Extractum Sarsaparillae Fluidum Compositum (U. S. P.)—Compound Fluid Extract of Sarsaparilla.
Preparation.—"Sarsaparilla, in No. 30 powder, seven hundred and fifty grammes (750 Gm.) 11 lb. av., 10 ozs., 199 grs.]; glycyrrhiza, in No. 30 powder, one hundred and twenty grammes (120 Gm.) [4 ozs. av., 102 grs.]; sassafras, in No. 30 powder, one hundred grammes (100 Gm.) [3 ozs. av., 231 grs.]; mezereum, in No. 30 powder, thirty grammes (30 Gm.) [1 oz. av., 25 grs.]; glycerin, one hundred cubic centimeters (100 Cc.) [3 fl℥, 183♏]; alcohol, water, a sufficient quantity to make one thousand cubic centimeters (1000 Cc.) [33 fl℥, 391♏]. Mix the glycerin with three hundred cubic centimeters (300 Cc.) [10 fl℥, 69♏] of alcohol and six hundred cubic centimeters (600 Cc.) [20 fl℥, 138♏] of water, and, having moistened the mixed powders with four hundred cubic centimeters (400 Cc.) [13 fl℥, 252♏] of the mixture, pack it firmly in a cylindrical percolator, then add enough menstruum to saturate the powder and leave a stratum above it. When the liquid begins to drop from the percolator, close the lower orifice, and, having closely covered the percolator, macerate for 48 hours. Then allow the percolation to proceed, gradually adding, first, the remainder of the menstruum, and afterward a mixture of alcohol and water, made in the proportion of three hundred cubic centimeters (300 Cc.) [10 fl℥, 69♏] of alcohol to six hundred cubic centimeters (600 Cc.) [20 fl℥, 138♏] of water, until the powder is exhausted. Reserve the first eight hundred cubic centimeters (800 Cc.) [27 fl℥, 259♏] of the percolate, and evaporate the remainder to a soft extract; dissolve this in the reserved portion, and add enough of a mixture of alcohol and water, using the last-named proportions, to make the fluid extract measure one thousand cubic centimeters, (1000 Cc.) [33 fl℥, 391♏]"—(U.S. P.).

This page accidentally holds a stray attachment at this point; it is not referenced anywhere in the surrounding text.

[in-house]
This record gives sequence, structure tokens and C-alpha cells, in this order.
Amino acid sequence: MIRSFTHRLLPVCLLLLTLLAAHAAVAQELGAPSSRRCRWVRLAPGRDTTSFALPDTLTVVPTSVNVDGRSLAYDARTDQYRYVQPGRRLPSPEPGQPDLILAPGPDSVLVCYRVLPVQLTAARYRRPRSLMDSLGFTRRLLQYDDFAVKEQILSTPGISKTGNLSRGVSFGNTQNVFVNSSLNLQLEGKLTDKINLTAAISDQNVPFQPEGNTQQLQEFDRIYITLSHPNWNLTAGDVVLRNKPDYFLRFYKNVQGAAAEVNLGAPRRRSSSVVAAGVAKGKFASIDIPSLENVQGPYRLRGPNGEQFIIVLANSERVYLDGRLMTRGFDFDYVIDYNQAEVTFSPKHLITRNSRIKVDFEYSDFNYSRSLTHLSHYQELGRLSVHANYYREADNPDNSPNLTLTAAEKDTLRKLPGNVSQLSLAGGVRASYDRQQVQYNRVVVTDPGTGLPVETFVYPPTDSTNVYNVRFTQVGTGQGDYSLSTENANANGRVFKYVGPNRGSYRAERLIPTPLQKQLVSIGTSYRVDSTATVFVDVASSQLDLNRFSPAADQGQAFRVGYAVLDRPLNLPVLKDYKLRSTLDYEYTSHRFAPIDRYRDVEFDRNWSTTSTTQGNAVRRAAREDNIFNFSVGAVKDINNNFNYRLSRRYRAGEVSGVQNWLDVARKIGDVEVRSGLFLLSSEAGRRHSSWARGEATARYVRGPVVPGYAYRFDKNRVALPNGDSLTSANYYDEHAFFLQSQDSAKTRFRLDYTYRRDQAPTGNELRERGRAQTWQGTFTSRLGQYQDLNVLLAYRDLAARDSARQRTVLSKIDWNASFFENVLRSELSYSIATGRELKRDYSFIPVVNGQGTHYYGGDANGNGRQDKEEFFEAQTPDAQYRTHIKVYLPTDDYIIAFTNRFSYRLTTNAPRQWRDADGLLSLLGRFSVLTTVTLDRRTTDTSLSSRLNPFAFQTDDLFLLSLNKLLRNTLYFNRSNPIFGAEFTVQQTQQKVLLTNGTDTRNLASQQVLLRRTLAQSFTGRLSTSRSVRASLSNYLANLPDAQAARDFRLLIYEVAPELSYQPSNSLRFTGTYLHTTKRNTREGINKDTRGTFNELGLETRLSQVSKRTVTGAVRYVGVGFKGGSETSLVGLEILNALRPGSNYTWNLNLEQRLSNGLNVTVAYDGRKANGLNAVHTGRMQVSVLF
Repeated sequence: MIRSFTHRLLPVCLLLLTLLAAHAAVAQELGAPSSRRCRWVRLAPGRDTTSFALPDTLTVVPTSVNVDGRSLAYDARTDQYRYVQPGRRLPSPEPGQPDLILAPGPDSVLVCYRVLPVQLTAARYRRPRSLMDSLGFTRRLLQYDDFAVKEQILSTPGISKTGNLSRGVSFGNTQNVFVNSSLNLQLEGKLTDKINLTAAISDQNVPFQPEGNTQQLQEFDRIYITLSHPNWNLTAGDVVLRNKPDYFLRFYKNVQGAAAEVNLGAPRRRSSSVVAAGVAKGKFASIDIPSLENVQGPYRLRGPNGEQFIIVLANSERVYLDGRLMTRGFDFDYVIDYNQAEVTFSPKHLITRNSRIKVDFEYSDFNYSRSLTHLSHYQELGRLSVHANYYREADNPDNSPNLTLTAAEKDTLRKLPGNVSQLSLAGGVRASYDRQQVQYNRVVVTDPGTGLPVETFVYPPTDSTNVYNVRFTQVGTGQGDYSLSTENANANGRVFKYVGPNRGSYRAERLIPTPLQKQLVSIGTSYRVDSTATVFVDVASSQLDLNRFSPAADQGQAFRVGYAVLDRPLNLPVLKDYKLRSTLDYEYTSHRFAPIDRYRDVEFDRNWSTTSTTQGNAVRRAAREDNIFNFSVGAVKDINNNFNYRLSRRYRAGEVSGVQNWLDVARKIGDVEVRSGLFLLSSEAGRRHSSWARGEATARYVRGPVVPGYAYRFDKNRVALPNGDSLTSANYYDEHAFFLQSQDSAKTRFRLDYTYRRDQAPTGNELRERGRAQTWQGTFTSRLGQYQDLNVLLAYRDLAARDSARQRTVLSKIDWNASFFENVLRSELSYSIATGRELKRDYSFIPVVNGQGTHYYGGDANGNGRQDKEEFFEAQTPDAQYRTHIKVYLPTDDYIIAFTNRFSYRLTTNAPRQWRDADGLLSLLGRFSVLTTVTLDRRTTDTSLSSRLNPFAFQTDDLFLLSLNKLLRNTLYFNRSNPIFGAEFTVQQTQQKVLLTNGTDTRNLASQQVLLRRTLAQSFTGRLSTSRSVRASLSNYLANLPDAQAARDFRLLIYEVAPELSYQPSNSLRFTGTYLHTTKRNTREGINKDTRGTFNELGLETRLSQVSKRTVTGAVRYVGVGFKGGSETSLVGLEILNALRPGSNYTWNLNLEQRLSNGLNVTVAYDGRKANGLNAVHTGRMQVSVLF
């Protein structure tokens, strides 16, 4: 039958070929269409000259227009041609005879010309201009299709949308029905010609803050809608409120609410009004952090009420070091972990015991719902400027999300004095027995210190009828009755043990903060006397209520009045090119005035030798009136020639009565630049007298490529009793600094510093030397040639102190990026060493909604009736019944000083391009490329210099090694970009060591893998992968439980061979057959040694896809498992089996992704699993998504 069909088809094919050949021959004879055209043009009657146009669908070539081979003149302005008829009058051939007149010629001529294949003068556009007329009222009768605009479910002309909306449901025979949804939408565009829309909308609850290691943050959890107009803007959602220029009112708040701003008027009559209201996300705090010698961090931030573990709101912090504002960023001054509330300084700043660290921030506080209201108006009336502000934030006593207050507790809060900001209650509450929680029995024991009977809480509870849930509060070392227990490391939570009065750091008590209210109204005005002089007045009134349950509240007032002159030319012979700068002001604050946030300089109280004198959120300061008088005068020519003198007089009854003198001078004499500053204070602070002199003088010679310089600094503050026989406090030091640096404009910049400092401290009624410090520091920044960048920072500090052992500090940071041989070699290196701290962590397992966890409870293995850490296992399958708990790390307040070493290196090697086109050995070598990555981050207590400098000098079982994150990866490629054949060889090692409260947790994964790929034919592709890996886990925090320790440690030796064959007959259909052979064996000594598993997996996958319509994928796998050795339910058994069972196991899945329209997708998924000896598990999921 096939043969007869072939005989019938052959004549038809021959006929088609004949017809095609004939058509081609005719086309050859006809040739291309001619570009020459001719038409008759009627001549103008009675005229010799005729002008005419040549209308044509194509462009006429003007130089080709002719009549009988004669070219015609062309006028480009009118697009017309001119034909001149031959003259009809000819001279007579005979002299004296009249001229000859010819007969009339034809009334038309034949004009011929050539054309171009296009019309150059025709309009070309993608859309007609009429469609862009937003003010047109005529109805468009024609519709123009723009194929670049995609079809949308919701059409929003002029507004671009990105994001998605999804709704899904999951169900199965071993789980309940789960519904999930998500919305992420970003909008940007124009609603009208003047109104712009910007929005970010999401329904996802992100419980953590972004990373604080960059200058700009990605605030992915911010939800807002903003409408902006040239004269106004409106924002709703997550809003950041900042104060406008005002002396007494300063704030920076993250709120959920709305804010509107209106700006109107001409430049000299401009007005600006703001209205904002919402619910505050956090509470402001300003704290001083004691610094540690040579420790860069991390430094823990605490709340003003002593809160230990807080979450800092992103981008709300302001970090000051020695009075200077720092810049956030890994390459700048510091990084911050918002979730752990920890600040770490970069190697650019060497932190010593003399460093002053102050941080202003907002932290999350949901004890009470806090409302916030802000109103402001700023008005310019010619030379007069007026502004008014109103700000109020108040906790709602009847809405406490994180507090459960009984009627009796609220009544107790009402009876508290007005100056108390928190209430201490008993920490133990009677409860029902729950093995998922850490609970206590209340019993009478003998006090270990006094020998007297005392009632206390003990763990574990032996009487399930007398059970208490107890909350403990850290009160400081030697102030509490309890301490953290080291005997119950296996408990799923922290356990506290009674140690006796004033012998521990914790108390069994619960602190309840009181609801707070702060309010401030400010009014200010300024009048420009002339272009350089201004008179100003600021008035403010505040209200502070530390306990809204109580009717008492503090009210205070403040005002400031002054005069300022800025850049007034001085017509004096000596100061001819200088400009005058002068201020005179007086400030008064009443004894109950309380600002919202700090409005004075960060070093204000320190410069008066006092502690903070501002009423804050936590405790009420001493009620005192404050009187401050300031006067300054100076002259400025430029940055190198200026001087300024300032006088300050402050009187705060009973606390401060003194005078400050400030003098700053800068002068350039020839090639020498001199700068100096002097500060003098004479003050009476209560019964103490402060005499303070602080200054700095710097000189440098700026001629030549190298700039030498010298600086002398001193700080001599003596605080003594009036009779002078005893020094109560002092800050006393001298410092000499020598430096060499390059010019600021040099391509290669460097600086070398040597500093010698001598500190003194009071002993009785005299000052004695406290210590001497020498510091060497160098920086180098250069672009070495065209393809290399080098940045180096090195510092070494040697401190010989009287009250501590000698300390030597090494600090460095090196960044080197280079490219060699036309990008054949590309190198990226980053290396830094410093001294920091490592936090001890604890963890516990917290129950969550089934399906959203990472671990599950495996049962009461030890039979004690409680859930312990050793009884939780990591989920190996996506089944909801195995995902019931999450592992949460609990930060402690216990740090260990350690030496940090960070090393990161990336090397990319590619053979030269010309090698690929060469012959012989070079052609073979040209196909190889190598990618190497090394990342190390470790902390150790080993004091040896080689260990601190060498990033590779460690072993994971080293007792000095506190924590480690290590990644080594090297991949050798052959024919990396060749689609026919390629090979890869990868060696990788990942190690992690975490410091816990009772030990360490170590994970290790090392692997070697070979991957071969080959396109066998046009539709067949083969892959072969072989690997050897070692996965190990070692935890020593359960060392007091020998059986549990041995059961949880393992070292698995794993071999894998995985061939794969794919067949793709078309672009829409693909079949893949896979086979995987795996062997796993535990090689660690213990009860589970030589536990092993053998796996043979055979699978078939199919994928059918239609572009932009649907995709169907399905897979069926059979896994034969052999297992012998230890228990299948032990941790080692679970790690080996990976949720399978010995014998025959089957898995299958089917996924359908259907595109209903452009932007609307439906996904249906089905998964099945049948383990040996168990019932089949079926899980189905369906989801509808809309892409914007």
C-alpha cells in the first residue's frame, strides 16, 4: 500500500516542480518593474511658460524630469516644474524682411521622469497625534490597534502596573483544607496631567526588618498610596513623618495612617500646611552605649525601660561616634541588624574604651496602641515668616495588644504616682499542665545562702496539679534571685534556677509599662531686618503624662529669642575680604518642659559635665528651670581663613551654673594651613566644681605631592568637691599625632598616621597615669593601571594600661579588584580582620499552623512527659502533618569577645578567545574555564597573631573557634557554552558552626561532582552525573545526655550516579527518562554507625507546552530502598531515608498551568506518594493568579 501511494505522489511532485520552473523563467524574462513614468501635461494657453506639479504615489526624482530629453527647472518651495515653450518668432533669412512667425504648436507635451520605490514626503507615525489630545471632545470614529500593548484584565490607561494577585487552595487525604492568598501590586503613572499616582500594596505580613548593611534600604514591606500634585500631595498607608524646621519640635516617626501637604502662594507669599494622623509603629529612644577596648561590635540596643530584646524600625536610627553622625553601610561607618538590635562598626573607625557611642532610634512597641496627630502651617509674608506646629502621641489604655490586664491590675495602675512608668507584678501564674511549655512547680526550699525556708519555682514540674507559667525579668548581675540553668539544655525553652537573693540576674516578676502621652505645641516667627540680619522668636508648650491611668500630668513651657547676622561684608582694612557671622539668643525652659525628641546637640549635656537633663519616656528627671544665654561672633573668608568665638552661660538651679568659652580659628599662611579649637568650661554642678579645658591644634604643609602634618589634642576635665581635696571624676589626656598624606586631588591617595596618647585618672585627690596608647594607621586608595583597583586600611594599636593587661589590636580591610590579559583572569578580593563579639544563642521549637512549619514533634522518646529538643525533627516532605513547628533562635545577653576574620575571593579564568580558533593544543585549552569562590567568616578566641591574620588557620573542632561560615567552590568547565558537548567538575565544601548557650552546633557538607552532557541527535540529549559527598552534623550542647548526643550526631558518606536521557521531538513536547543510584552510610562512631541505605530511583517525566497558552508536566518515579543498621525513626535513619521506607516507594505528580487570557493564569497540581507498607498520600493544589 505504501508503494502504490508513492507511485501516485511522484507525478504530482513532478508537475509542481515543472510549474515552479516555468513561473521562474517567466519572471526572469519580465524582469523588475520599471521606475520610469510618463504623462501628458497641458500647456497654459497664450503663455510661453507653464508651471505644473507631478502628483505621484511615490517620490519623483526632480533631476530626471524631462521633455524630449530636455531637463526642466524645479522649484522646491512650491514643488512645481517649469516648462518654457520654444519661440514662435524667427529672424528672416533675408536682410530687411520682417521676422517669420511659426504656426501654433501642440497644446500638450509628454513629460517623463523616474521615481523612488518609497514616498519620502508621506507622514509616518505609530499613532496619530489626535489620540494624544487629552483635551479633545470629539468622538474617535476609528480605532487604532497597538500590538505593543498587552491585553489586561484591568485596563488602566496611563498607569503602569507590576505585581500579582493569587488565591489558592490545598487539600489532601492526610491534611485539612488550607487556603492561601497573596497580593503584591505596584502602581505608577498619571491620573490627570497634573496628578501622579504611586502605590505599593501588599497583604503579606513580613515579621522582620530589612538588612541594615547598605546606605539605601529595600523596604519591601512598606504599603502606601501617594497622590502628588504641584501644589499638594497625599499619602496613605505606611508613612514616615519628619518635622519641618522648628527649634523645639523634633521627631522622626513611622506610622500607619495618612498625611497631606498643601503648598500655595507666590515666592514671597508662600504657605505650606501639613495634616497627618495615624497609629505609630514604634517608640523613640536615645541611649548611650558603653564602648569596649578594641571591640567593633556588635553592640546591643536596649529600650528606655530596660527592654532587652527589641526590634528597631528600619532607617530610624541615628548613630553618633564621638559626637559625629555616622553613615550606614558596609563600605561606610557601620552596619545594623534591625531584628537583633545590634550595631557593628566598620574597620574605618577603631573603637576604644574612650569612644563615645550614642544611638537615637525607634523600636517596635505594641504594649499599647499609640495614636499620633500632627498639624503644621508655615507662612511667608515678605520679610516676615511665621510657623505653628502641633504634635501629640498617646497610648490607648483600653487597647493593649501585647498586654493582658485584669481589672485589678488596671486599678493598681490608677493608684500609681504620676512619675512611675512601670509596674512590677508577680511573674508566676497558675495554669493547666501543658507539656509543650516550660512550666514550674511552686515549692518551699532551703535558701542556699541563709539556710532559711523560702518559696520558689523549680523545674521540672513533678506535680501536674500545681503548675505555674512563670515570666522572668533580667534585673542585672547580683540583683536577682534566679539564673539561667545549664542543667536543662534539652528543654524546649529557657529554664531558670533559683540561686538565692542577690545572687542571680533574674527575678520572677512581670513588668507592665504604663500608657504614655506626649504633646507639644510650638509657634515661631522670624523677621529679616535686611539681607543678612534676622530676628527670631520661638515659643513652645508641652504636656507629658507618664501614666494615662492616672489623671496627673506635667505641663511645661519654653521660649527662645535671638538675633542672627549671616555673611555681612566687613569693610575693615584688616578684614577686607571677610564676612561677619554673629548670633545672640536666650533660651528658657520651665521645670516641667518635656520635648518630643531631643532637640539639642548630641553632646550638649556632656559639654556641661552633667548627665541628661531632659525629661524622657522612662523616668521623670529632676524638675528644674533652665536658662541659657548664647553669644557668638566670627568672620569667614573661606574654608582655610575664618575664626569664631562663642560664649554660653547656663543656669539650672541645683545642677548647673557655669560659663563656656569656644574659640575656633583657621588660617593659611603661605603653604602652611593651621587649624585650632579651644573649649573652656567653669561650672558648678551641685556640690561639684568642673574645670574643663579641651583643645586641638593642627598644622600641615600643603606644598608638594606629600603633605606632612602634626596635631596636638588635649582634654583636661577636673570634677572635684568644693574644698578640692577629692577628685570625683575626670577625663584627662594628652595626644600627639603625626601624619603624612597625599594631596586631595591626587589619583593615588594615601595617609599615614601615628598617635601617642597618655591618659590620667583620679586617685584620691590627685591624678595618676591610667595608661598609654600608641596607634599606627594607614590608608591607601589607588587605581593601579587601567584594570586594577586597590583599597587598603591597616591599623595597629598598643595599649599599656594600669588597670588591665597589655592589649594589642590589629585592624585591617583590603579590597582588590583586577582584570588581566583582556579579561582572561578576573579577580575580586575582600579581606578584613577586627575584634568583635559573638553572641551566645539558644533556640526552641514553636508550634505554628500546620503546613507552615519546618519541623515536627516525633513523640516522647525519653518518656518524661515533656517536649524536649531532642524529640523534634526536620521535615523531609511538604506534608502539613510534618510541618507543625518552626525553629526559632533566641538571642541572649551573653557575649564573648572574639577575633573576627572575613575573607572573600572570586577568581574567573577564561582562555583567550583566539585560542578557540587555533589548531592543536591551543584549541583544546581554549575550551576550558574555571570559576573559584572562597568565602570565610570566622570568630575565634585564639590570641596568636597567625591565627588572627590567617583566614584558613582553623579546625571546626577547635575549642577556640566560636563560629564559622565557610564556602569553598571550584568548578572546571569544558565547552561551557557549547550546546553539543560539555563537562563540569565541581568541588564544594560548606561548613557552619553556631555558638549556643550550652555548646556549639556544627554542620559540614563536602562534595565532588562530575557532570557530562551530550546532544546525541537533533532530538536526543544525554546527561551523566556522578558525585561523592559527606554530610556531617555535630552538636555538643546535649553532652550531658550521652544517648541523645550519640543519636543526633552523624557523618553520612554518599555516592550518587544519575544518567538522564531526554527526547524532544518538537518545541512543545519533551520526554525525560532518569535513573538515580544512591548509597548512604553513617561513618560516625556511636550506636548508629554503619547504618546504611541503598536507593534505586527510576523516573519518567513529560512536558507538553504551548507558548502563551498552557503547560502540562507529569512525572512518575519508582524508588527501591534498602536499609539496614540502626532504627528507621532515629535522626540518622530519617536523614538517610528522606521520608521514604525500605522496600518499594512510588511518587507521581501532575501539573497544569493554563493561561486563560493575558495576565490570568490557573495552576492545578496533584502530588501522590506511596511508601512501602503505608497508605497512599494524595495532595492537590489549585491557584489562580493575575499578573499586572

Description, Medical Uses, and Dosage.—This preparation depends for its virtues chiefly upon the mezereum, and the utility of the latter is even questionable. It is intended to replace the compound decoction of sarsaparilla. Inasmuch as the latter contains guaiacum, an active constituent, in our opinion this compound fluid extract is the less efficient of the two. This fluid extract is reputed alterative, and may be used in scrofula and secondary syphilis. The dose is a fluid drachm, which is equivalent to a drachm of the root, 3 or 4 times a day.
King's American Dispensatory, 1898, was written by Harvey Wickes Felter, M.D., and John Uri Lloyd, Phr. M., Ph. D.